A Forum on ADUs will take place at 10 AM, Saturday, January 13 at the Tempe History Museum.
To attend, RSVP to Cepand_Alizadeh@tempe.
ADUs Won’t Solve the Affordable Housing Shortage
But They Can Create a Host of Problems
By Ron Tapscott | January 11, 2024
The Council is considering a controversial concept, ADUs (Accessory Dwelling Units), ostensibly to address Tempe’s affordable housing crisis.
What Are ADUs?
ADUs are not a new housing concept. Carriage houses and coach houses are familiar historical examples of ADUs. Currently, 250 single-family homes in multi-family zoned districts are eligible for ADUs in Tempe. Of these, only 5, mostly in the historic Maple Ash neighborhood, have been permitted.
An ADU is a small, secondary leasable housing unit on a lot with a single-family dwelling that can be rented separately from the main residence. This is in contrast to Guest Quarters that are currently permitted in single-family residential districts but may NOT be rented out separately from the main residence.
The ADU concept was conceived to allow single-family homeowners to build accommodations for a family member, typically an elderly relative, allowing a relative to “age in place.” Currently, the City Code limits the area of ADUs to 800 square feet of livable floor area, and two bedrooms with provisions for setbacks and height.
What Is Being Proposed?
The current City Code permits ADUs only on multi-family zoned properties that already have a single-family home. The City is proposing that ADU permits be expanded to include single-family properties. This zoning change allows up to 29,838 single-family homeowners to build and rent ADUs on their properties.
The map below shows the 29,389 potential ADU-eligible lots with single-family zoning. 13,270 of these lots are north of U.S. 60 and 16,569 lie to the south.
How will the City Council market this zoning change?
The City will suggest that ADUs can (1) provide space for an aging relative, (2) be rented separately from the main residence and, (3) will help address the affordable housing crisis.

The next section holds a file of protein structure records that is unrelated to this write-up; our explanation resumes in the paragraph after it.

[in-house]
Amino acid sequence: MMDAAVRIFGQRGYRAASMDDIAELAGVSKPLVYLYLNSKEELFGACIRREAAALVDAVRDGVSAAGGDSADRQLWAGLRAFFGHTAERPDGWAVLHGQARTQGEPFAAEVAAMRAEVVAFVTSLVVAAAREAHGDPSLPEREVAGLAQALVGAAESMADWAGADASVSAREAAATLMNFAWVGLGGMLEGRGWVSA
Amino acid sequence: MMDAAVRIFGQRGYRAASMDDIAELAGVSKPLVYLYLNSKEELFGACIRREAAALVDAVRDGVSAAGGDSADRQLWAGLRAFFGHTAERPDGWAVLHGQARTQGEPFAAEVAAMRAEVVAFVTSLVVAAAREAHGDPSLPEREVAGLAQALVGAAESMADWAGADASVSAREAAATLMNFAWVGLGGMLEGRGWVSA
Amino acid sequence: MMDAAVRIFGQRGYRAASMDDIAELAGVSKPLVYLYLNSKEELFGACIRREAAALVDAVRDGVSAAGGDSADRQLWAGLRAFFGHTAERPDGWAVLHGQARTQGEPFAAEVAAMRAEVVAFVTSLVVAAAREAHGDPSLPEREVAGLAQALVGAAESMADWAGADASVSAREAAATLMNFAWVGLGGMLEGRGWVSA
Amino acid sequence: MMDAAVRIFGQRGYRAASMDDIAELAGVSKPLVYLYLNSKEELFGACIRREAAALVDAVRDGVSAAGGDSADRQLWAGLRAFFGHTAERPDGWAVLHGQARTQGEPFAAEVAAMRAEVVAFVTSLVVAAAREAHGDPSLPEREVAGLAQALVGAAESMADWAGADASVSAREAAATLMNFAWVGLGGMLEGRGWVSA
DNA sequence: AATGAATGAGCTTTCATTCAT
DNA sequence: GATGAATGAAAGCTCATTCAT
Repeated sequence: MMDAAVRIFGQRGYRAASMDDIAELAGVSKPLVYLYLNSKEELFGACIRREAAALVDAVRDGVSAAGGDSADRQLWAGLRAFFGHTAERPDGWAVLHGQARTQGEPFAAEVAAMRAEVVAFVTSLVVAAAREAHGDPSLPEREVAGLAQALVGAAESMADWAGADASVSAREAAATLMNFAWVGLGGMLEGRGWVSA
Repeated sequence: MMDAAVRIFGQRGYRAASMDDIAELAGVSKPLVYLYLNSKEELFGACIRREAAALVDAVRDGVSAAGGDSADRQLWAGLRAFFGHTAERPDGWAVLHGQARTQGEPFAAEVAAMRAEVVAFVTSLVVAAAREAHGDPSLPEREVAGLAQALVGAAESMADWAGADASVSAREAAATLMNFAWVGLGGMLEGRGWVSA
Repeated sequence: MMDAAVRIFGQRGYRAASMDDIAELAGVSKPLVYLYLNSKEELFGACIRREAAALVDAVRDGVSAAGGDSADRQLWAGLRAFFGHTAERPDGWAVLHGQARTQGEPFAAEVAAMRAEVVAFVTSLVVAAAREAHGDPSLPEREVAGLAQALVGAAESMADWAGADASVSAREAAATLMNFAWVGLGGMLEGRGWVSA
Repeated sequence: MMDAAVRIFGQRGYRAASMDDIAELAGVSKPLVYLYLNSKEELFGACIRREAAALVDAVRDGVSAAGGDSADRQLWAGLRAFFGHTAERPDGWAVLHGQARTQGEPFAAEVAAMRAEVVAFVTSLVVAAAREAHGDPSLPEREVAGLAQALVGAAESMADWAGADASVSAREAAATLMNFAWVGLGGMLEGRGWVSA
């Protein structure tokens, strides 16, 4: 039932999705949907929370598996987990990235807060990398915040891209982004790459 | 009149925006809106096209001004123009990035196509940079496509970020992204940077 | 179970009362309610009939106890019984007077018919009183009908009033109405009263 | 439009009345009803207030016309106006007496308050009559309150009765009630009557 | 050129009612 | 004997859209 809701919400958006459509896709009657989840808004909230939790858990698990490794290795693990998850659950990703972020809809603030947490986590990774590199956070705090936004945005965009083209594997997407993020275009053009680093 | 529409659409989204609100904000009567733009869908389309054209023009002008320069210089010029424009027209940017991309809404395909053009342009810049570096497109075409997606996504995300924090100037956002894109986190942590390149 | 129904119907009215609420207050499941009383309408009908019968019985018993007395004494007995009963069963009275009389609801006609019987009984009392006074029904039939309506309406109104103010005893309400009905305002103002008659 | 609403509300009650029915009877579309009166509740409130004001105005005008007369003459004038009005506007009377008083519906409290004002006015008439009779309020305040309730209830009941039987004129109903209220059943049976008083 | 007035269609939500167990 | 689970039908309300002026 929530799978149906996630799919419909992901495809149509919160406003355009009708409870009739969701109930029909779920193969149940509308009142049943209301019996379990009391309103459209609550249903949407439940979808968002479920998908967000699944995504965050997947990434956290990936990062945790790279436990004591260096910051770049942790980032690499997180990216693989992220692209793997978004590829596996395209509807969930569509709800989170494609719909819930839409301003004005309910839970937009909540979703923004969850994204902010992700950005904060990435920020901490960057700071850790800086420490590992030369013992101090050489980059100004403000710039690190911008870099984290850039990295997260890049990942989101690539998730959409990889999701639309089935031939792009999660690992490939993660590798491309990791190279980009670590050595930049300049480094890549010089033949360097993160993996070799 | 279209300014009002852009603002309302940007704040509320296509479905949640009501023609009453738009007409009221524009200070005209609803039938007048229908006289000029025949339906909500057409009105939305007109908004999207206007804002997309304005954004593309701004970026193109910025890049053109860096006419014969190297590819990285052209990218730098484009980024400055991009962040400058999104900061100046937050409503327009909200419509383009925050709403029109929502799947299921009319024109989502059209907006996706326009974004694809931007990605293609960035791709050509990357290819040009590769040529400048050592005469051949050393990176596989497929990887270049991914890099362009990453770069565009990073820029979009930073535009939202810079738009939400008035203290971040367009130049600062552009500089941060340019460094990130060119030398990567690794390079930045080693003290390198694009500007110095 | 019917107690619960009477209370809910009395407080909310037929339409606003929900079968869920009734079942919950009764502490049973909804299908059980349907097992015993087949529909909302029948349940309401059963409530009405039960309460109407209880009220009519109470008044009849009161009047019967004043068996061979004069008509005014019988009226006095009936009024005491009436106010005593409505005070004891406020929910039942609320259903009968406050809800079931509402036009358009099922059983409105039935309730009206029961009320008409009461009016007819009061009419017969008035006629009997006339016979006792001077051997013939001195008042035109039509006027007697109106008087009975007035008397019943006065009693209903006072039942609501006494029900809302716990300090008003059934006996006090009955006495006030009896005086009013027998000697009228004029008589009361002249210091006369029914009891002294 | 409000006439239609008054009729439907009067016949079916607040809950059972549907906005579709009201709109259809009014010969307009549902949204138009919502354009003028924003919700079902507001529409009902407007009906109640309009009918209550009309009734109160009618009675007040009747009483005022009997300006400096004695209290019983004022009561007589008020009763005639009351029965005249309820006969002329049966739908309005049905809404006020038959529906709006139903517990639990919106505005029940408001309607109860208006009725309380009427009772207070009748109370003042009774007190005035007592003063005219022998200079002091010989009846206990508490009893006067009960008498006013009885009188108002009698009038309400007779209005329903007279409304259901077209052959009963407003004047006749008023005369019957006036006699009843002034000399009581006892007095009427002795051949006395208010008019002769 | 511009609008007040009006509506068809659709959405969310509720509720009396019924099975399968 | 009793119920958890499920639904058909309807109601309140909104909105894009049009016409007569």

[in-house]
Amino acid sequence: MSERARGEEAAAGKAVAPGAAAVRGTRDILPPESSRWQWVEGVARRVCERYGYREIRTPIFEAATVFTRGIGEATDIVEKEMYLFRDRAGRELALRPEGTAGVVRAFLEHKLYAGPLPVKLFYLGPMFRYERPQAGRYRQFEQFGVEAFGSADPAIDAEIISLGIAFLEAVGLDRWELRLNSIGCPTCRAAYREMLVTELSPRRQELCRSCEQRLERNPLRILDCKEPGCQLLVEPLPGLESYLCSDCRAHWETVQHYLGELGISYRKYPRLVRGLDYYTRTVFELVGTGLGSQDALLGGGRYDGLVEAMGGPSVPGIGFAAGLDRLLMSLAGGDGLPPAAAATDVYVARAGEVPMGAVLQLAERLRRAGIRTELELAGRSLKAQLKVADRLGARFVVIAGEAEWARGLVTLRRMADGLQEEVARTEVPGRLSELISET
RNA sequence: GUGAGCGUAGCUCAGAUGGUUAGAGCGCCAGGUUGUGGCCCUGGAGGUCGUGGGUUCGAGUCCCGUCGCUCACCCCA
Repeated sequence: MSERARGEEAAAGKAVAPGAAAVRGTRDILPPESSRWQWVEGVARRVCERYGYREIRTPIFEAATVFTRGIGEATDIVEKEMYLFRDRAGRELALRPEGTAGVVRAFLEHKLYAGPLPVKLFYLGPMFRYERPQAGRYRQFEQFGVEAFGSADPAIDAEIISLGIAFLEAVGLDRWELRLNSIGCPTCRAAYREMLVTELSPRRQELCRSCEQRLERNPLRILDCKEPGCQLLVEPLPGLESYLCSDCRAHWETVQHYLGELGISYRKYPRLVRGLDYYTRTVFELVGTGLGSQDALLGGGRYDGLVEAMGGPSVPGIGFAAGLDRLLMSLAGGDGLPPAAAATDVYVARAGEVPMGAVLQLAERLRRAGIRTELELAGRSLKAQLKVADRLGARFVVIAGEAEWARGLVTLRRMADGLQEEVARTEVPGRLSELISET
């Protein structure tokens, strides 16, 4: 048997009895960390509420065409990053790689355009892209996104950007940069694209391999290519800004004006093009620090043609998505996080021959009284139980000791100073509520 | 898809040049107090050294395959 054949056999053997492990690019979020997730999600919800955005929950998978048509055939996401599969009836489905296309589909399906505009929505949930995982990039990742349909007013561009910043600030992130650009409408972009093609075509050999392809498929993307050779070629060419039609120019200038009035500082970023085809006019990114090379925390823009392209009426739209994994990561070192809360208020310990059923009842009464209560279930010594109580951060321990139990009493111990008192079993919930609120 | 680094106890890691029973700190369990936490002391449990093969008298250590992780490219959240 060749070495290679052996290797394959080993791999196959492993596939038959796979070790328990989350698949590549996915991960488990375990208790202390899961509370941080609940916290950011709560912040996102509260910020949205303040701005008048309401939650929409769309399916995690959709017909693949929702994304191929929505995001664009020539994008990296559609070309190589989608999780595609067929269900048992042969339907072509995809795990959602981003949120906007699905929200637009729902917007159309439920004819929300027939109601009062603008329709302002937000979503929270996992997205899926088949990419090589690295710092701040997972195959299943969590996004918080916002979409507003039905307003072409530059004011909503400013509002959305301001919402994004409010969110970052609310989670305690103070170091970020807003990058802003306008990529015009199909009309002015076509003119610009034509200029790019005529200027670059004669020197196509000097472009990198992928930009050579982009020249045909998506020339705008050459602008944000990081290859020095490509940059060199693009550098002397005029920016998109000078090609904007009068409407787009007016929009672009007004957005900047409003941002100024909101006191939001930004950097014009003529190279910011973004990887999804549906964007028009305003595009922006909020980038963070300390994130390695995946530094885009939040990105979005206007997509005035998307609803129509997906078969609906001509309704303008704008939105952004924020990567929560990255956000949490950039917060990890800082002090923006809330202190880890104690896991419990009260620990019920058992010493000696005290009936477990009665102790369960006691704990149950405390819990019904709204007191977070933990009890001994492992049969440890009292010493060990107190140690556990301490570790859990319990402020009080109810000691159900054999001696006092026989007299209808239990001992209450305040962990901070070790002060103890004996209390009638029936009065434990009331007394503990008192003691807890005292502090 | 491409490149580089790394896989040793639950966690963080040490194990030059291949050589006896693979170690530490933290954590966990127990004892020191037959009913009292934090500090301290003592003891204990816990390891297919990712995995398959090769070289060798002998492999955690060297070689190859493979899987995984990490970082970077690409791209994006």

What are the facts and what are the concerns?
- Traffic, parking, garbage, noise. You may have an elderly relative in your ADU while your neighbors are renting to out-of-town sports fans or any group seeking a place to party into the night.
- ADUs will NOT help to address the affordable housing crisis. An article in Shelterforce reports that:
“Even if ADUs became legal in every city in every state, they can’t be built quickly enough to supply the millions of units the nation needs. Why? First, they’re built piecemeal, as single units. Then there are supply-chain disruptions of building materials and a construction labor shortage to deal with. Even if all barriers were removed, ramped-up production couldn’t match multifamily apartment complexes in terms of capacity and scale. A single ADU takes 12-18 months from permitting to completion. A multifamily building with 20-plus units averaged 19.7 months to build.”
- Predatory investors such as Blackstone’s Invitation Homes have been buying up single-family homes, mostly in mid-Tempe neighborhoods. An unintended consequence of the proposed zoning change could be unregulated private equity firms building additional rentals in these investment properties, as they seek to increase their return on their investment.
- Enforcement – Even if the City requires only owner-occupied homes to have ADUs, overseeing the placement, permitting and usage of as many as 30,000 backyard units will be expensive and hard to regulate.
- What else can happen? Mayor Woods said that he wants to see new ADU policies, so changes are very likely. Under his leadership, the Council will be considering code changes for ADU size/height, parking (on-premises vs not), construction type (manufactured, tiny home, container homes), reduced setbacks from curbs, alleys, or neighboring homes, and alleys used as driveways. They may also consider relaxing or removing the requirement for the owner living on the premises (see Predatory investors, above).
The expansion of ADUs to your neighborhood could impact your quality of life. Perhaps you already have problematic rental homes nearby that have residents and their guests coming and going, consuming substantial parking spaces on your street. ADUs could take that to another level. That’s why it is important to pay attention to what the city will be recommending and to provide feedback on proposed policy changes.
A Better Alternative
Consider the City of Phoenix’s ballot referral to sell municipal bonds last year. The City worked hand-in-hand with residents to seek their input and, as a result, 65% of Phoenicians voted to authorize the city to issue bonds of up to $63 million to provide funding for affordable housing and senior-center projects. Included is the construction of affordable housing units throughout the city to support low-to-moderate-income residents, address homelessness, repair existing affordable housing units, and build or renovate senior centers. We should follow in the footsteps of Phoenix.
Say “YES” to affordable housing and “NO” to ADUs in Tempe. Attend work sessions on ADU policy and send comments to the Mayor and Council.